Dear Wendy: “Am I Just Being Crazy Jealous?”
I’m 25 and my husband is 23 and we have been married nine months, known each other for nearly five years, and dated for two before we got married. In the whole time I’ve known him, he has never done anything to make me not trust him: no weird texts and not a single white lie; I have never found anything he was hiding. But lately, I have been feeling a little uneasy about a girl he works with. He used to hang out with a certain group of people at work and then this new girl came into the group. She got transferred into a different department and now he wants to get into that department, too. She is going to an event this weekend — an event I used to go to every year and that my husband, in the five years I’ve known him, had no interest in at all — but now he wants to know “if I want to go.” One day I stayed home from work and we made plans to go to lunch, but he decided that, instead, we were going with the work friends, including her, and I got angry after I realized we weren’t doing what we had planned. He turned the car around halfway to lunch with his friends and brought me back home and left me there a crying mess, letting me know, “I was just being a bitch and he wasn’t going to let me just have my way.” Am I just being crazy, jealous and insecure? The nagging feeling won’t go away. — Nervous Newlywed
OK, so let’s look at the evidence: your husband wants to switch departments (to the one the new girl was recently transferred to), he’s suddenly interested in an event he was indifferent to for the last five years, and he wanted to eat lunch with friends on a day you had plans to eat lunch with just the two of you. I wouldn’t exactly call these pieces of evidence “incriminating.” It’s not terribly unusual for a 23-year-old guy to evolve and desire new challenges at work or to want to hang out with his friends. But I’m going to guess this new girl you’re so worried about is attractive, and that that’s really the most “incriminating” evidence of all. And if that’s the case, it’s pretty unfair to hold that against your husband.
But let’s give your gut feeling the benefit of the doubt here and say that maybe your husband does have a little work crush on this new girl, and you’re feeling threatened. It’s possible that a work crush is all it is, and that your husband of nine months, who has been nothing but trustworthy in the five years you’ve known him, has absolutely no interest or intention of doing anything unsavory or inappropriate with this woman. Maybe he just likes having a little eye-candy to help the boring workday go by a bit faster. Still, calling you a “bitch” and leaving you at home a “crying mess” — as melodramatic as that may have been on your part — is unnecessary at best and incredibly hurtful at worst. I’d have a talk with him about how you’re feeling threatened by this new pretty girl at work and him treating you like you’re “crazy” doesn’t help ease your anxiety. Pay attention to his response to you. If he’s reassuring and apologetic, you’ve probably been overreacting. But if he acts defensive and dismissive of your feelings, you may have reason to worry and I’d keep an eye out for any future red flags regarding this woman.
I’ve been in a relationship with a great guy for two years — my first serious relationship. We’ve had our ups and downs (mainly when he’s been afraid of commitment), but we have so much fun together: we laugh, we talk for hours, and we’re really attracted to each other. Now, he’s finally ready to take the next step. The problem is, something has changed for me. About three weeks ago, I stopped feeling the same excitement and as a result, started doubting my feelings for him. Maybe the honeymoon has finally ended, and this is how it feels to be a in a long term relationship. I’ve always been a person who worries and over-analyzes. The old feelings (“gaga” over him, butterflies in the stomach) have come back a few times over the last few weeks. My gut tells me not to end the relationship, but why have my feelings changed so suddenly? How can I stop focusing on my doubts and start focusing on the things I love about him? Is it normal to reach this point in a relationship? Should we stay together? — Suddenly Second Thoughts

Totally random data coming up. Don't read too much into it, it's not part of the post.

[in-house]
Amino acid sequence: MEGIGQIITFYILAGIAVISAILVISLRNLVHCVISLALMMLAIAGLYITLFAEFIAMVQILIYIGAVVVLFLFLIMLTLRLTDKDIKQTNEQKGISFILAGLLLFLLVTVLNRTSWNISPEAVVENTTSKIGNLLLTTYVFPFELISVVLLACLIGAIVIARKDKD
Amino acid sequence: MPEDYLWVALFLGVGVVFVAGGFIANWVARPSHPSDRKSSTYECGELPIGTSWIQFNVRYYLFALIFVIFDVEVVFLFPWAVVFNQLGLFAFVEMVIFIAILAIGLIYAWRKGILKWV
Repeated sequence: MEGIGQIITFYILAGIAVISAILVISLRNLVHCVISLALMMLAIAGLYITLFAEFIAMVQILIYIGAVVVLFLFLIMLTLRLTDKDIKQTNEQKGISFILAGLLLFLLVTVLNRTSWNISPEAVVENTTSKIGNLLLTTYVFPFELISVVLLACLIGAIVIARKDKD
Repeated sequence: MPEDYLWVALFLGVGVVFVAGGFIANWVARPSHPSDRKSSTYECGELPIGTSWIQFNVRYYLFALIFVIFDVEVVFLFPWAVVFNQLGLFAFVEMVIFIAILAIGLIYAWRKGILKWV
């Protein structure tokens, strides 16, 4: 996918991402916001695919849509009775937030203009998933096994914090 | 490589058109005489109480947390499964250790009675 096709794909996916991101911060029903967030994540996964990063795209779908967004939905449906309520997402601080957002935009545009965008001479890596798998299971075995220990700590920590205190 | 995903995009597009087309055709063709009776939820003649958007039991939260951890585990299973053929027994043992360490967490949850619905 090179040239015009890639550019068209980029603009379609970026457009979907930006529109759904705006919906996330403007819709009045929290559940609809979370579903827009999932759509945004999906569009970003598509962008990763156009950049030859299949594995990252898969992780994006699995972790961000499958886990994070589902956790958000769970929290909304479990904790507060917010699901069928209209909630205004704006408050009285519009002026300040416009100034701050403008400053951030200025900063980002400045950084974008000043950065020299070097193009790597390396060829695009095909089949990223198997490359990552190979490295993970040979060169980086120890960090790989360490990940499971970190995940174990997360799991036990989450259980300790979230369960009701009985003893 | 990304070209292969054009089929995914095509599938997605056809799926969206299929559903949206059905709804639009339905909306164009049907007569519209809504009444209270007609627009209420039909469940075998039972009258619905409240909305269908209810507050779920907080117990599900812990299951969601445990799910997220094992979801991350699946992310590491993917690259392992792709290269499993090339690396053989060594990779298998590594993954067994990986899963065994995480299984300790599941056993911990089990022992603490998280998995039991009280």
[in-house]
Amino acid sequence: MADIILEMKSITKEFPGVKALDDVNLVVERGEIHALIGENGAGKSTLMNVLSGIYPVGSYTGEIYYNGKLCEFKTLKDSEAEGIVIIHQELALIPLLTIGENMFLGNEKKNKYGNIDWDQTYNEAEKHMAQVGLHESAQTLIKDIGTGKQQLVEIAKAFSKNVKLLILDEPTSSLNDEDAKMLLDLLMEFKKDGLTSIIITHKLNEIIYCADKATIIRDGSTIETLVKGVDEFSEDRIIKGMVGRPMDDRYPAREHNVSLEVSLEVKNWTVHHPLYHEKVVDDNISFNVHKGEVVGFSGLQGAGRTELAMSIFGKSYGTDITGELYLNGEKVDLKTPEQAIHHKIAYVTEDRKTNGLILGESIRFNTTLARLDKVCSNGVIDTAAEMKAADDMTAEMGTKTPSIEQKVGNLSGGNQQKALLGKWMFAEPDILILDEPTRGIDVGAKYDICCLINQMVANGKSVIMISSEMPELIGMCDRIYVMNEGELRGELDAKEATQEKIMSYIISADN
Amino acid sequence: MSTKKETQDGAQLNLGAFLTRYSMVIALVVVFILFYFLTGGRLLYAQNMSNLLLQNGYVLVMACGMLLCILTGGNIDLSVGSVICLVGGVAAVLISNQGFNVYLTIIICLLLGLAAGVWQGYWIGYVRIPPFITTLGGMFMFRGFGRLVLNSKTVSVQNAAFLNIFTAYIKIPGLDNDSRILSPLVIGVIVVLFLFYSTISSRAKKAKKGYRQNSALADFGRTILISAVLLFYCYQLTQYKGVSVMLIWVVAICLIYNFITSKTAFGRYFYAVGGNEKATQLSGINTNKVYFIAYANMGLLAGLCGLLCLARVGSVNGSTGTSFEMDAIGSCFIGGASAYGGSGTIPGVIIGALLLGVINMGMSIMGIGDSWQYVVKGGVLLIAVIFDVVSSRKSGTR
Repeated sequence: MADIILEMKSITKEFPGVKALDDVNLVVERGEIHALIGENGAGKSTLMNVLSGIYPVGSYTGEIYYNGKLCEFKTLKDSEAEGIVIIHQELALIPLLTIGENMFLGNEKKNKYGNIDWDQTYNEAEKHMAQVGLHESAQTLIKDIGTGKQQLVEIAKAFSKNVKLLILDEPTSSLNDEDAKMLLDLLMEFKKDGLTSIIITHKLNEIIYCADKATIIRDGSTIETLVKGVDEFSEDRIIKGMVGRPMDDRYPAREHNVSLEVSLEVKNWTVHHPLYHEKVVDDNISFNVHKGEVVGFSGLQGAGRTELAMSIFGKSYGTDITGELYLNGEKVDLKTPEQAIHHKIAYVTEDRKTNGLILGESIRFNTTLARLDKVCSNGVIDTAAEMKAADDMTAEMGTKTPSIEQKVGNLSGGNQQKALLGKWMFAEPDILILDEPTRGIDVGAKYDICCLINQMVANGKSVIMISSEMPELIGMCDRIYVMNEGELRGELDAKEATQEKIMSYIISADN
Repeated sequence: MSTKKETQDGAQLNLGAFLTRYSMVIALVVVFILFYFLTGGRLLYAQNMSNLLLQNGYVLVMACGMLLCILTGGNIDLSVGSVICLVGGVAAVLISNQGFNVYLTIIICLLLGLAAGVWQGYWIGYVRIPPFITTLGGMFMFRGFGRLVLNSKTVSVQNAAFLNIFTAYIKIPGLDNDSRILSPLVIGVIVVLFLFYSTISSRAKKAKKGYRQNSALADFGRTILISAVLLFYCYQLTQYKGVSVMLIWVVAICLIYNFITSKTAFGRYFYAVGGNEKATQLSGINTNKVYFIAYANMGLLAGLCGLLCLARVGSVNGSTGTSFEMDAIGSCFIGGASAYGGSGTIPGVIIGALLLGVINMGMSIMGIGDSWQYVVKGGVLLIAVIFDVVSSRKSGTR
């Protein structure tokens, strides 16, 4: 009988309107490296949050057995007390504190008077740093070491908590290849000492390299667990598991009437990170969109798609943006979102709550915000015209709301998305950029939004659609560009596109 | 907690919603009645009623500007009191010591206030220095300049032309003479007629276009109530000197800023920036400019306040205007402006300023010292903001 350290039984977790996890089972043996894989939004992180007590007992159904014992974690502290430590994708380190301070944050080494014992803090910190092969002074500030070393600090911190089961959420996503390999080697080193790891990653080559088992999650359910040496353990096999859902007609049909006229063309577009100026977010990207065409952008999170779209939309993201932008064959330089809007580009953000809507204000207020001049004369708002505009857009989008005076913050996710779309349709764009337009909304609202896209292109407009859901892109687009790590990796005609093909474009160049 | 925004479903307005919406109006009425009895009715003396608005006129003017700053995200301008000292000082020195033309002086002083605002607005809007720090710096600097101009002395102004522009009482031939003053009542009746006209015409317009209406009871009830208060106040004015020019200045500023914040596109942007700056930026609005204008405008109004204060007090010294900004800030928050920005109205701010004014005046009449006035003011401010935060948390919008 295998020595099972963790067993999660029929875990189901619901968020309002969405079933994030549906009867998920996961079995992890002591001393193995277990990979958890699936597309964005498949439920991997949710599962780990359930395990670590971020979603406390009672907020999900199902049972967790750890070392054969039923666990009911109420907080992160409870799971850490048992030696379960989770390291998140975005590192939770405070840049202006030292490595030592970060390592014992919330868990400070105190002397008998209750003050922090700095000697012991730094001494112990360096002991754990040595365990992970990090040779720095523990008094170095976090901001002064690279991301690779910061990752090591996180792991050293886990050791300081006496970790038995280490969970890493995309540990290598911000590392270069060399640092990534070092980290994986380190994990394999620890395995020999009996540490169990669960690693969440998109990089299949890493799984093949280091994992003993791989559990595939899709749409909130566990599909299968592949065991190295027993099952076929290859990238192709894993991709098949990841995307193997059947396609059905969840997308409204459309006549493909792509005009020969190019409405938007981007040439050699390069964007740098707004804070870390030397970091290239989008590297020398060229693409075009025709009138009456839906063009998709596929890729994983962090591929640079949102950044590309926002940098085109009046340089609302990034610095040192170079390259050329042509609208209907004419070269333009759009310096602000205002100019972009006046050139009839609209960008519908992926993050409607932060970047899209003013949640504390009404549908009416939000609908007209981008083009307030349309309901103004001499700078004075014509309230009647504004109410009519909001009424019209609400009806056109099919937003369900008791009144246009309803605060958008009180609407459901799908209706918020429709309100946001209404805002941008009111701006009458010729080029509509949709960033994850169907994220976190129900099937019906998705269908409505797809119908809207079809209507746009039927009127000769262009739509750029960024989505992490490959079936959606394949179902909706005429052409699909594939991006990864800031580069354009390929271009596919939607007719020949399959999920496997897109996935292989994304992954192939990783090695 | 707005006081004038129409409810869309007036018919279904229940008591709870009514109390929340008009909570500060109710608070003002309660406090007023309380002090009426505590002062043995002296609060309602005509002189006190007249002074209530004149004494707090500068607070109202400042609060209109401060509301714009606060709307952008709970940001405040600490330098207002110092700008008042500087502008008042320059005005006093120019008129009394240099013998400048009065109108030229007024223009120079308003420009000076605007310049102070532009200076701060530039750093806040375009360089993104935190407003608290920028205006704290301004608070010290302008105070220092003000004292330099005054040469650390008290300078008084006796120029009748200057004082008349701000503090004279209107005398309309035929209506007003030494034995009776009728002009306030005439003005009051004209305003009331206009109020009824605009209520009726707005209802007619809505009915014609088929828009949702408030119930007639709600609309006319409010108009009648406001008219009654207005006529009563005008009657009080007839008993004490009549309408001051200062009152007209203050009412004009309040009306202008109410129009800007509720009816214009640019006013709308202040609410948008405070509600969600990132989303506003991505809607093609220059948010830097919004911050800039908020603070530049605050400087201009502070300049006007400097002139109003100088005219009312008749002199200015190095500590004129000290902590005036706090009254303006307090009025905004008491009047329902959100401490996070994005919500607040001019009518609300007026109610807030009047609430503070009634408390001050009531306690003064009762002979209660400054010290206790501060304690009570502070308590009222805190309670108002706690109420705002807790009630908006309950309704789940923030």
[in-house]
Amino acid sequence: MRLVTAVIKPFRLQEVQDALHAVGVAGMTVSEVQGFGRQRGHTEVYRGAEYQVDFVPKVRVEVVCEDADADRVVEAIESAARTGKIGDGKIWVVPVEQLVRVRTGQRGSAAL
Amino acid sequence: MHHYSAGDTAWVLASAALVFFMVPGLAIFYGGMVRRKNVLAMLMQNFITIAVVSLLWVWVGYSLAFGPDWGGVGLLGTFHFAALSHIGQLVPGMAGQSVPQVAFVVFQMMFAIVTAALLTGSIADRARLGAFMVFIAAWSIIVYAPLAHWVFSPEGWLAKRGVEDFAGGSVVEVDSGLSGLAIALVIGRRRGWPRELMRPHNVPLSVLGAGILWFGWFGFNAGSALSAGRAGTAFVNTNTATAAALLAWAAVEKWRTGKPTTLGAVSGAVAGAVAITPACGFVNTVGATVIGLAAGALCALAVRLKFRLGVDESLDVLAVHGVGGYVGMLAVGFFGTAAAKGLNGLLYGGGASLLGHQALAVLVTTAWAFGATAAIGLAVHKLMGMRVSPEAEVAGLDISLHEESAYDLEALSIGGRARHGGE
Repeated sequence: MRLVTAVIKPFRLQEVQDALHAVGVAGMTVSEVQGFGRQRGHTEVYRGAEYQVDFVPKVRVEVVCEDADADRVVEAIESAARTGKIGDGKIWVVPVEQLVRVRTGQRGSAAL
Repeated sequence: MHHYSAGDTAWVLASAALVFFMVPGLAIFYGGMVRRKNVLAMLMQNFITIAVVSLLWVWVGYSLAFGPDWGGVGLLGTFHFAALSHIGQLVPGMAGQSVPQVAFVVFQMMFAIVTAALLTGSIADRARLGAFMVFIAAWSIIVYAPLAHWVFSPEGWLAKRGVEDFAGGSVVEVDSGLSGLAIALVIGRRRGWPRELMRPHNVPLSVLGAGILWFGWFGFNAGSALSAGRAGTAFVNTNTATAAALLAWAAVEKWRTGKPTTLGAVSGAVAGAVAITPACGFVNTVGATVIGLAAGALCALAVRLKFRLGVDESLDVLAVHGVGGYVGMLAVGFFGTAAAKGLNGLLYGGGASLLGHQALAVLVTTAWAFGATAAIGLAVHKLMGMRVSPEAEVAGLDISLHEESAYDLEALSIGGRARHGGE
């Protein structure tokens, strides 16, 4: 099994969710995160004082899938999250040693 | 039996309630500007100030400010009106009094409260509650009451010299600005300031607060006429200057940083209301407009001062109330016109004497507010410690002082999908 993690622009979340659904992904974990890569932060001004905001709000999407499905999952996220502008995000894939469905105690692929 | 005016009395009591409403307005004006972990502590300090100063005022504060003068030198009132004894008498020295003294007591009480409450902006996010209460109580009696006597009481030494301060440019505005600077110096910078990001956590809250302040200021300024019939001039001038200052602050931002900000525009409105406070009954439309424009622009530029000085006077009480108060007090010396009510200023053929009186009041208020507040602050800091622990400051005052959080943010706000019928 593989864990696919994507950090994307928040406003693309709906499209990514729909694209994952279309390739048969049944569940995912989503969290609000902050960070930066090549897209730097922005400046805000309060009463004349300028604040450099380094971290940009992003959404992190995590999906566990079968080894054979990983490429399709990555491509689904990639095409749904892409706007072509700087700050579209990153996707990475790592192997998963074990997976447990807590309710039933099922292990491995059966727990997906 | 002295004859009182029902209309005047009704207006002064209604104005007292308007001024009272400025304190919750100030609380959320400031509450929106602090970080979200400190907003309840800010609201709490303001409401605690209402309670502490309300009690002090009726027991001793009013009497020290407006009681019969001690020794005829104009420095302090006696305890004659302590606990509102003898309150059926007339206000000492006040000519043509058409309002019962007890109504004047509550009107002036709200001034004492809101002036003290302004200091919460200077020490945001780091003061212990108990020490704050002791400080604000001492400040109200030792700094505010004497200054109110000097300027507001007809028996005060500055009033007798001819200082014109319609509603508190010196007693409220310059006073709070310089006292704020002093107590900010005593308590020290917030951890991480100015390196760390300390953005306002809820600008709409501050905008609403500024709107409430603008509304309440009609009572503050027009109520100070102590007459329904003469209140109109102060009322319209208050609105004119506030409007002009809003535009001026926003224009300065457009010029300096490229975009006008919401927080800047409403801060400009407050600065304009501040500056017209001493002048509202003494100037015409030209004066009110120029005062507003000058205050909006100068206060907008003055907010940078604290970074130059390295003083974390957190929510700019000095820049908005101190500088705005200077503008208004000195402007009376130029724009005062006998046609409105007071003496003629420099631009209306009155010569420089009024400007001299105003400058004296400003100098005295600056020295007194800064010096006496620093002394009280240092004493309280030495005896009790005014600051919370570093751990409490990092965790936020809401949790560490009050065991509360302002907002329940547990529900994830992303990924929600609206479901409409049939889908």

Unlike a honeymoon, a honeymoon period doesn’t simply end overnight. It fades out over time. When feelings suddenly change so dramatically without warning, there’s usually an inciting incident, and in your case it was your boyfriend telling you he’s ready to take the next step. For the last two years there was safety in you having strong feelings for him because your future together was still just a fantasy; you didn’t have to deal with the reality of a true commitment. Now you do, and it’s scary.
If your gut is telling you not to end things with your boyfriend and you’re serious about working through your issues, try to pinpoint what it is about the idea of the “next step” — whatever that means for you guys — that scares you. Where are you worries stemming from? Maybe you’re afraid that having more of your boyfriend means having more to potentially lose. If that’s the case, try to find comfort in the two years you already have together under your belt. This isn’t an impetuous decision to rush your relationship. You’ve had lots of time to get to know each other — to tune in to each other’s frequencies, so to speak, and hopefully learn how to communicate well together. So take this opportunity to talk with your boyfriend about you fears. If you want to “start focusing on the things you love about him,” the best place to start is, duh, with him. Let him remind you why you’re good together and why you need to put your fears to rest.
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